Pariaconus gracilis. A, B form gracilis (Aiea, Oahu): A male terminalia B aedeagus and paramere, C, D form gracilis (Molokai): C aedeagus and paramere D male terminalia E male terminalia (posterior view), form conconus (Koolau, Oahu) F, G form gracilis (Koolau, Oahu): F male terminalia (dorsal view, bipartite sclerotization indicated) G male paramere with interior view of paramere apex (bipartite sclerotization indicated) H male terminalia, form gracilis (Maui) I, J form gracilis (Oahu): I female terminalia (ovipositor serrations indicated) (Koolau) J female terminalia (Waianae) K female terminalia, form gracilis (Molokai) L eggs (pedicel, tail, and striations indicated), form gracilis (Oahu).

Egg

Unpigmented, elongate, slender, slightly sinusoidal, dorsal surface with widely spaced interrupted striations, medium-short pedicel positioned 1/4-1/3 length from base, tail long (Fig. 16L).

Immature

Colour and structure: Orange or cream. 5th instar: Narrowly ovoid in outline with wing buds protruding and with distinct humeral lobes (Fig. 46A, D). Tarsi with small reduced claws (Fig. 46D). Circumanal ring shallowly v-shaped, with a single row of elongate cells (Fig. 46C, E). Chaetotaxy: 5th instar: Margin with medially expanded and overlapping diamond-shaped setae, dorsal surface rugose with ridges but otherwise only minute simple setae (Fig. 46B–C). 1st instar (Fig. 46F): anterior margin of the head with long simple setae, otherwise marginal setae are narrow, blunt sectasetae (a single pair post ocular, a single pair on the apices of each wing bud, and the margin of the abdomen with approximately 9-10 pairs); by the 2nd instar, the characteristic diamond-shaped sectasetae are evident around the entire margin.

Host plant notes

Predominantly on pubescent and tomentose morphotypes.

Island

Oahu, Molokai, Maui.

Distribution notes

A common species on Oahu. Four clusters can be recognized in the DNA analysis: (a) individuals from Molokai and Maui; these in turn group with (b) a population from Oahu’s southern Koolau Mnts that have more developed genal processes (Fig. 15G, I). Another cluster includes (c) individuals from both southern and northern Koolau Mnts with moderately reduced genal processes (Fig. 15J, L), and (d) a fourth cluster comprises all individuals from Mnt Kaala, Waianae Mnts, with much reduced genal processes. It appears that this Kaala population is ancestral with increasing development of genal processes being a derived characteristic in Koolau populations; Maui and Molokai specimens have moderately reduced genal processes and appear to be immigrants from the Koolau region of Oahu.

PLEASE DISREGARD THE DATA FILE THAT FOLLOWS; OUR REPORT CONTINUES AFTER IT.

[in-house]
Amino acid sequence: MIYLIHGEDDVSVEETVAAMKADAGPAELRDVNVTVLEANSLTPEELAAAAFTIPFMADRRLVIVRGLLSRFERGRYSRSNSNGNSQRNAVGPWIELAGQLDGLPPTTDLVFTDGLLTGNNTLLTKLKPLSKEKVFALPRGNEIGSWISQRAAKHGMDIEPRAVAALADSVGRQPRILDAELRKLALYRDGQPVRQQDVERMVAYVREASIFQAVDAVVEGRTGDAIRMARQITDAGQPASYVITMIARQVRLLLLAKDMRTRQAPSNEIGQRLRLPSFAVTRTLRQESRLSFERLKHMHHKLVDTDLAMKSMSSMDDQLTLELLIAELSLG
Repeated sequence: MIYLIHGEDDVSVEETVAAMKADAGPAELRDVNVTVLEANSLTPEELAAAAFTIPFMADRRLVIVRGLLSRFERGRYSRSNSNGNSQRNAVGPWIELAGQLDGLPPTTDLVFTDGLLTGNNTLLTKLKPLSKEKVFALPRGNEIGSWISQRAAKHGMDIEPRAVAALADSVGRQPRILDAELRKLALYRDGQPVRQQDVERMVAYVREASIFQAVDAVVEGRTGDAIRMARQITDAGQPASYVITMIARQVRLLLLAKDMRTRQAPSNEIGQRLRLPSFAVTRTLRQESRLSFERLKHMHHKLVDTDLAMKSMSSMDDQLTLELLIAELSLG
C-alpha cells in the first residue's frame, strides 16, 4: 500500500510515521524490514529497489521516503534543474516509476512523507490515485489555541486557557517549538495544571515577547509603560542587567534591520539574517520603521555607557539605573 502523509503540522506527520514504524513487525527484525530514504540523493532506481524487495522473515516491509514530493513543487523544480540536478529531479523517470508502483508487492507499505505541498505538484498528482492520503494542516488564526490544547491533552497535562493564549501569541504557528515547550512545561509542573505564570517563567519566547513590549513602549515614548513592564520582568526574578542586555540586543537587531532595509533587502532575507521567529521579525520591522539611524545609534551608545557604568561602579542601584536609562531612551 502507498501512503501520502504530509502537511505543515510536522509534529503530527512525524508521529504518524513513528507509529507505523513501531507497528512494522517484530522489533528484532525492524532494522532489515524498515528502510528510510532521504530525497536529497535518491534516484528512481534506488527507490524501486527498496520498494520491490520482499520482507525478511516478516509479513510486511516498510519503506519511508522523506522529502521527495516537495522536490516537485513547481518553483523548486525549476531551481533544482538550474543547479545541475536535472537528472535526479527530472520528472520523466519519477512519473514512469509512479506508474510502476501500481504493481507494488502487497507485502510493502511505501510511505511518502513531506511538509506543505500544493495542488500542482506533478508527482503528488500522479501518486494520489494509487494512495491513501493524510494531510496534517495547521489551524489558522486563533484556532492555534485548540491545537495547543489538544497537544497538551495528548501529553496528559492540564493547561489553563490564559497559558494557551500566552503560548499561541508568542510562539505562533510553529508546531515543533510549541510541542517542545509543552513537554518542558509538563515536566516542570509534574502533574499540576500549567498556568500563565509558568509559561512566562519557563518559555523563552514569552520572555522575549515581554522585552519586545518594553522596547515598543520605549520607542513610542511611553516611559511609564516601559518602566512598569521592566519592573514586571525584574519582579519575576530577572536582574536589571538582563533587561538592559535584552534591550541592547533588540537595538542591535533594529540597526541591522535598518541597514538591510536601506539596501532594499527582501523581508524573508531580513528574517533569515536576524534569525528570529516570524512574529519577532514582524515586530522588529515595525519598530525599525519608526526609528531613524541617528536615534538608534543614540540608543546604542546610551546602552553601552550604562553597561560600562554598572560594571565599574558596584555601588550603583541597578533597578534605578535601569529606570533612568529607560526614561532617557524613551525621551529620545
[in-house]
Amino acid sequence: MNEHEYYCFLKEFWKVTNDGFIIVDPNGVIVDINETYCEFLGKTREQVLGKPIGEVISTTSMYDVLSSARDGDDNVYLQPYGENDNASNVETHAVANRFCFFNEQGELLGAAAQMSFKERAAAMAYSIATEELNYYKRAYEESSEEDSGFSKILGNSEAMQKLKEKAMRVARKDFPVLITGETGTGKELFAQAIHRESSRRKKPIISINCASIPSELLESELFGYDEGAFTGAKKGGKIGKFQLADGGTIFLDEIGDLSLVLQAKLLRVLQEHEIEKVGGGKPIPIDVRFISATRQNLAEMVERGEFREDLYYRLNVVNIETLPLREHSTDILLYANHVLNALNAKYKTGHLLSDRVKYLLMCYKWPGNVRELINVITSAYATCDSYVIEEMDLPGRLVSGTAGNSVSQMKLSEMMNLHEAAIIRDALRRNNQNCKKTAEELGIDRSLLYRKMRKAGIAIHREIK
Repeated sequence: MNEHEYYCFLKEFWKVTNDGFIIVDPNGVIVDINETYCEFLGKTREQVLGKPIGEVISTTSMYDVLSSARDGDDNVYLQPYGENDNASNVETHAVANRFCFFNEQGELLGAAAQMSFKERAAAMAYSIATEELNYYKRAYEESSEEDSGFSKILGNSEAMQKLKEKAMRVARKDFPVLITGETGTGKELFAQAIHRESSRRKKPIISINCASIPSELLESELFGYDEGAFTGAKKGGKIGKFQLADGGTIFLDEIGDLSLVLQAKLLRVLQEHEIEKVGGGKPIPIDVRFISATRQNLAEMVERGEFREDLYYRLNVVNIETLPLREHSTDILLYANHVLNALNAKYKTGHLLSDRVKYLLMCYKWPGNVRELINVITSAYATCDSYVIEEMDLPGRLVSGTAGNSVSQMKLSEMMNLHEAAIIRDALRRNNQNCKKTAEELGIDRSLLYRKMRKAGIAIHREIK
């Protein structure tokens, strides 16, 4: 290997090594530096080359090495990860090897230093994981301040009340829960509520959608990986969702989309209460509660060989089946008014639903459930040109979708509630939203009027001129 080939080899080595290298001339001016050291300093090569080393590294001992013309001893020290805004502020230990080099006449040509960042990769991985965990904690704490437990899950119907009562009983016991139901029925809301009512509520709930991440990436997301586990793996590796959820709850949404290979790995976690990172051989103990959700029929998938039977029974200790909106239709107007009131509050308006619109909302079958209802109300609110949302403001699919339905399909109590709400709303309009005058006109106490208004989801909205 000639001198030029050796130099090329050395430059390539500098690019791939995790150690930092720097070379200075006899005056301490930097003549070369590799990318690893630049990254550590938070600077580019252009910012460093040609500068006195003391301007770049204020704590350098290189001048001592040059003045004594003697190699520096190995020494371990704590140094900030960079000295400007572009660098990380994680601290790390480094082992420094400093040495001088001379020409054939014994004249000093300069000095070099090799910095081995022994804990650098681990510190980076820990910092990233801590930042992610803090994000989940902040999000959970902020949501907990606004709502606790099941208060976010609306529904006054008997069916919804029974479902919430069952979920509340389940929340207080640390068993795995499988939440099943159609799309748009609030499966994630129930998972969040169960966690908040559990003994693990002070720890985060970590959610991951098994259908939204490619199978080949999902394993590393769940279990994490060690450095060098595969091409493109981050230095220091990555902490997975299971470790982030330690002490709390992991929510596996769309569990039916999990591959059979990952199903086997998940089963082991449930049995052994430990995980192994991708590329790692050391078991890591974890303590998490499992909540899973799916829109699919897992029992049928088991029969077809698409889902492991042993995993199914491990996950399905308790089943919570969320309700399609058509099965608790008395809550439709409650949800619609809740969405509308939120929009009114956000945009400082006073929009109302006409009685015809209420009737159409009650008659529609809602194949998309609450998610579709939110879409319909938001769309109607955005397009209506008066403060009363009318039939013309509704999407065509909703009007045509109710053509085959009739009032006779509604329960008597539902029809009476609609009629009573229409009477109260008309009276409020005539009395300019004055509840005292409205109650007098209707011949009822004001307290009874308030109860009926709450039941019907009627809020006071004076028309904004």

Biology

The immatures are free-living, usually on the lower leaf surface of pubescent and tomentose morphotypes, this host morphotype preference is also noted on slide specimens collected in 1973 by Beardsley (BISH). Eggs appear to be laid mostly singly and sparsely distributed amongst the leaf trichomes.

Comments

One of the most commonly encountered species in the bicoloratus group. Two forms are recognized (Figs 1516): form gracilis (based on the type is the more common form, with short rounded genae) (Fig. 15J, L), and form conconus (has more developed, apically acute genae) (Fig. 15G, I). Both these forms can be found sympatrically in the Koolau Mountains (Oahu) and form distinct genetic clusters, suggesting some reproductive isolation.

Type material

Holotype female (dry mounted, BPBM). See Table 2 for details of type and other material examined for this study.

Pariaconus dorsostriatus Percy, sp. n.

Figures 17, 47A–J

Adult colour

Variable, usually bicoloured with orange-brown, cream or yellow to greenish-yellow thorax and abdomen, and a dark dorsal stripe from the head extending part or all the length of the body. Fore wing fuscous, especially around anal margin.

Adult structure

Fore wing apex bluntly acute to rounded; dispersed spinules present in all cells, but reduced or absent in cell r1; setae on margins and veins short to minute (Fig. 17A–B). Antennae short (av. length 0.63; ratio AL:HW av. 1.23); genal processes short (ratio VL:GP av. 3.87); short setae on vertex, minute on thorax; distal proboscis segment short (av. length 0.07); hind tibia longer than head width (ratio HW:HT av. 0.91) (Fig. 17C–I). Male terminalia (Fig. 17J–N, Q–R): paramere length subequal to proctiger (ratio MP:PL av. 1.01), broad at base, not sinusoidal, tapering evenly to small apical hook appearing flat topped from lateral aspect; distal aedeagus segment shorter than paramere (ratio PL:AEL av. 1.23), base rounded and slightly inflated, apex triangular not developed into a hook (ratio AEL:AELH av. 2.19). Female terminalia (Fig. 17O–P, V–W): proctiger short, subequal to subgenital plate, usually depressed medially (ratio FP:FSP av. 0.93), anal ring short (ratio FP:RL av. 2.65), apex bluntly acute; subgenital plate with slight medial bulge ventrally, apex bluntly acute; ovipositor apex with no or very reduced serrations above, two reduced serrations below, valvulae dorsalis not strongly convex dorsally.